The box includes a manual, a USB to two USB Type B connectors, different sized soft plastic eartips and the two earphone units. Each earphone is wireless and connects to the other independently of wires. This puts the K Sport Wireless in the realm of the Apple Earpods in terms of connection style. 

The earphones are just over 2cm wide and 2cm high. The set is black with a light blue KuaiFit logo on the earphone’s button. 

The button functions as an on/off switch when long-pressed and a play/pause button when quick-pressed. The dual-button set-up is convenient in everyday use, allowing for playback control depending on which hand is free. Two connectivity modes are available, single earphone mode or dual earphone mode. The dual earphone mode intelligently connects the second earphone and syncs stereo audio a few seconds after powering on. 

In terms of connectivity, the earphones are Bluetooth 4.1 with a massive 10-meter range, provided there are no obstacles between the device and the earphones. While it’s not Bluetooth 5, it still falls into the Bluetooth Low Energy connection category, meaning that the smartphone’s battery won’t be drastically affected by a consistent connection to the earphones. The batteries within the earphones aren’t specifically listed but last anywhere between 3 and 6 hours, depending on the mode. 

Audio quality is surprisingly good for earphones at this price point. The headset style is restricted to in-ear due to its small design and probable usage in movement-intensive activities. As a result, one has to be very careful how one puts these earphones, in because bass has the potential of getting reduced from an incorrect in-ear placement. In-ear earphones are usually notorious for ear discomfort and suction pain after extended usage. These earphones are one of the very few in this price range that are comfortable and don’t cause discomfort. The good quality of the soft plastic ear tip is definitely a factor in the high level of comfort of the in-ear earphone experience.

Overall, the K Sport Wireless earphones are great considering the sound quality and the low price: US$30 on Kickstarter.

Find them on Kickstarter here.

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Taxify enters Google Maps

A recent update to Taxify now uses Google Maps which allows users to identify their drivers, find public transport and search for billing options.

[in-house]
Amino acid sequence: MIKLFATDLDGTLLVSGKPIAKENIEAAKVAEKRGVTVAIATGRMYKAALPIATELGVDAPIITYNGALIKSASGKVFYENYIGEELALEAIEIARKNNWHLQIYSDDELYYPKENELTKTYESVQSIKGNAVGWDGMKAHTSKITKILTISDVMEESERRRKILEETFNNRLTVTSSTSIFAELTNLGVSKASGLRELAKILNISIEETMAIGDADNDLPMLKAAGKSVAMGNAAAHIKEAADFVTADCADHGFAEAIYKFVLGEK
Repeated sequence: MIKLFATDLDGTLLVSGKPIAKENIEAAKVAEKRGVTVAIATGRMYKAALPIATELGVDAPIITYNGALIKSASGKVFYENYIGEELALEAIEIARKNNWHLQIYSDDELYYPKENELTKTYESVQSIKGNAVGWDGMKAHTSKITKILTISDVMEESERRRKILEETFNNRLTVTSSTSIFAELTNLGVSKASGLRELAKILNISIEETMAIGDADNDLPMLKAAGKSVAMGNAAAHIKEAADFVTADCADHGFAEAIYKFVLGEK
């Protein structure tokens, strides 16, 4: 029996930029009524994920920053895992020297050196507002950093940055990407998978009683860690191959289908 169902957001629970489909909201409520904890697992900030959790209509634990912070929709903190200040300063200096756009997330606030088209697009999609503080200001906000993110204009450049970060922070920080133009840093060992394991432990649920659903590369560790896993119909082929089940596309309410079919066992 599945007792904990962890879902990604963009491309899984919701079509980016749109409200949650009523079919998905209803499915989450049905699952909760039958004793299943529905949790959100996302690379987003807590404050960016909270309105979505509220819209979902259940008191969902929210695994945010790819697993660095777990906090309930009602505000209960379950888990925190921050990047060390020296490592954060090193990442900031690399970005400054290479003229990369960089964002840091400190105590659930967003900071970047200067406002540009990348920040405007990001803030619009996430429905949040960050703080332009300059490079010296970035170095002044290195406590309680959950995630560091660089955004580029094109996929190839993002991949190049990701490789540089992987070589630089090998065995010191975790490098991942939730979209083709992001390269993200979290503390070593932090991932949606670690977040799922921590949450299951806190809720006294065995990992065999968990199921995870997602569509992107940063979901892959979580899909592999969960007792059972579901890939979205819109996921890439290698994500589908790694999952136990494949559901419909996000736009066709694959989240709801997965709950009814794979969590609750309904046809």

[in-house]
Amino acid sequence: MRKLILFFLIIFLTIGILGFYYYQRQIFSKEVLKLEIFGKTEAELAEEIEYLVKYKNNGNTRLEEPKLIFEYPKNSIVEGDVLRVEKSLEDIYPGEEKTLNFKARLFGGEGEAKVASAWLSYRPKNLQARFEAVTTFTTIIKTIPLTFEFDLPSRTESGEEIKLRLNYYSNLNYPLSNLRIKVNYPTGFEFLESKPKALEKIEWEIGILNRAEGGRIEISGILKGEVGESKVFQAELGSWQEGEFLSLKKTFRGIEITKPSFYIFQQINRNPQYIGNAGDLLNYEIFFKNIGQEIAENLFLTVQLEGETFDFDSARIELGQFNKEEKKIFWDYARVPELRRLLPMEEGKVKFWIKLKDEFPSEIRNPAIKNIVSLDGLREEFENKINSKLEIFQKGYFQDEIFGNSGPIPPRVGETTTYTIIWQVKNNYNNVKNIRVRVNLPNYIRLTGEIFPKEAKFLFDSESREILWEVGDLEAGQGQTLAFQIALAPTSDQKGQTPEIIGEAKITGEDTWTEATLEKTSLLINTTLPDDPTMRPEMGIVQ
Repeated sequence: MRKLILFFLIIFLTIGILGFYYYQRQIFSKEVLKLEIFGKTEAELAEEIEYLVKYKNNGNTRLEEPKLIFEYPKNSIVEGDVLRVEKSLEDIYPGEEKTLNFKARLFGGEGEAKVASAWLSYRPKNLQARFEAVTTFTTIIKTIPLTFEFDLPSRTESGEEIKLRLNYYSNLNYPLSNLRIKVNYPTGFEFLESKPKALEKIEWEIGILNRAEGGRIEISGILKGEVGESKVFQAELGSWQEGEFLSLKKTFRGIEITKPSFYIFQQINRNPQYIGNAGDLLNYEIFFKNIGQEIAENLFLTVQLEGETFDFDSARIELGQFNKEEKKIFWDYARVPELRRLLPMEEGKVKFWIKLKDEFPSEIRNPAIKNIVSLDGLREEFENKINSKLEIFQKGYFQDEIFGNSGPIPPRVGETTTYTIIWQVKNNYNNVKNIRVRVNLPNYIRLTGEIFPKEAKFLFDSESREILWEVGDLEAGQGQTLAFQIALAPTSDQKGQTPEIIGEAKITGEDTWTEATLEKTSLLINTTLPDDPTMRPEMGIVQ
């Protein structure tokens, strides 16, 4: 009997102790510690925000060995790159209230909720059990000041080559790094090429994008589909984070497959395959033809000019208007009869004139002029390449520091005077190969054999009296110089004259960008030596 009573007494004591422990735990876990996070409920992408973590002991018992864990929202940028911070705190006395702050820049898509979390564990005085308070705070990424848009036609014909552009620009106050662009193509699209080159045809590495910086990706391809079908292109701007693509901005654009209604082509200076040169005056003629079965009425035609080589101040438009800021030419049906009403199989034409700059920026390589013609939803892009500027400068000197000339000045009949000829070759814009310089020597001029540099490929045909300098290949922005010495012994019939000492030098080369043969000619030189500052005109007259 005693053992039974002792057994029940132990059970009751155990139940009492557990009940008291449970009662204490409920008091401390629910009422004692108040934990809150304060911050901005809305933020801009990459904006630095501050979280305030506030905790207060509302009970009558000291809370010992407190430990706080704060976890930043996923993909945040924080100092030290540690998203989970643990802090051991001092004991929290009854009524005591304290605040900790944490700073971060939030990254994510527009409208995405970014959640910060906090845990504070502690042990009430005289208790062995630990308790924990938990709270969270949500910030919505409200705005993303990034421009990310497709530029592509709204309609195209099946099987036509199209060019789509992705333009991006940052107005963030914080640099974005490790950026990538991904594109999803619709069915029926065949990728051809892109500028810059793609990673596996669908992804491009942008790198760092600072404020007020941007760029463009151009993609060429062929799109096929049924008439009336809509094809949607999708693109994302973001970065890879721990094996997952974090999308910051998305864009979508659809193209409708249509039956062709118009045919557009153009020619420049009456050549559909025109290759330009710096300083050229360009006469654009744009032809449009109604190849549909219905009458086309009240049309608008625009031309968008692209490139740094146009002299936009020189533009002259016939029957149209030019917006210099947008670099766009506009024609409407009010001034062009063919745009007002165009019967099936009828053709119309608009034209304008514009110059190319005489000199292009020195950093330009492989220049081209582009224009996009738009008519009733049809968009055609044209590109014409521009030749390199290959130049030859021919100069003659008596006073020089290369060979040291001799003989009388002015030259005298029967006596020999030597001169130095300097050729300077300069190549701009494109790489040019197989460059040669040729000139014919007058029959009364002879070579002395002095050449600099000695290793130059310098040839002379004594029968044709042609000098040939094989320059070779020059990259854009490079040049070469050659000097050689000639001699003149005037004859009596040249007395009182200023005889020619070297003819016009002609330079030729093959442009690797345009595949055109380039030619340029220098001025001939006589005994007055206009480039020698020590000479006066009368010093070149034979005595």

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People planning their travel routes using Google Maps will now see a Taxify icon in the app, in addition to the familiar car, public transport, walking and billing options.

Taxify started operating in South Africa in 2016 and as of October 2018 operates in seven South African cities – Johannesburg, Ekurhuleni, Tshwane, Cape Town, Durban, Port Elizabeth and Polokwane.

Once riders have searched for their destination and asked the app for directions, Google Maps shares the proximity of cars on the Taxify platform, as well as an estimated fare for the trip.

If users see that taking the Taxify option is their best bet, they can simply tap on the ‘Open app’ icon, to complete the process of booking the ride. Customers without the app on their device will be prompted to install Taxify first.

This integration makes it possible for users to evaluate which of the private, public or e-hailing modes of transport are most time-efficient and cost-effective.

“This integration with Google Maps makes it so much easier for users to choose the best way to move around their city,” says Gareth Taylor, Taxify’s country manager for South Africa. “They’ll have quick comparisons between estimated arrival times for the different modes of transport, as well as fares they can expect to pay, which will help save both time and money,” he added.

Taxify rides in Google Maps are rolling out globally today and will be available in more than 15 countries, with South Africa being one of the first countries to benefit from this convenient service.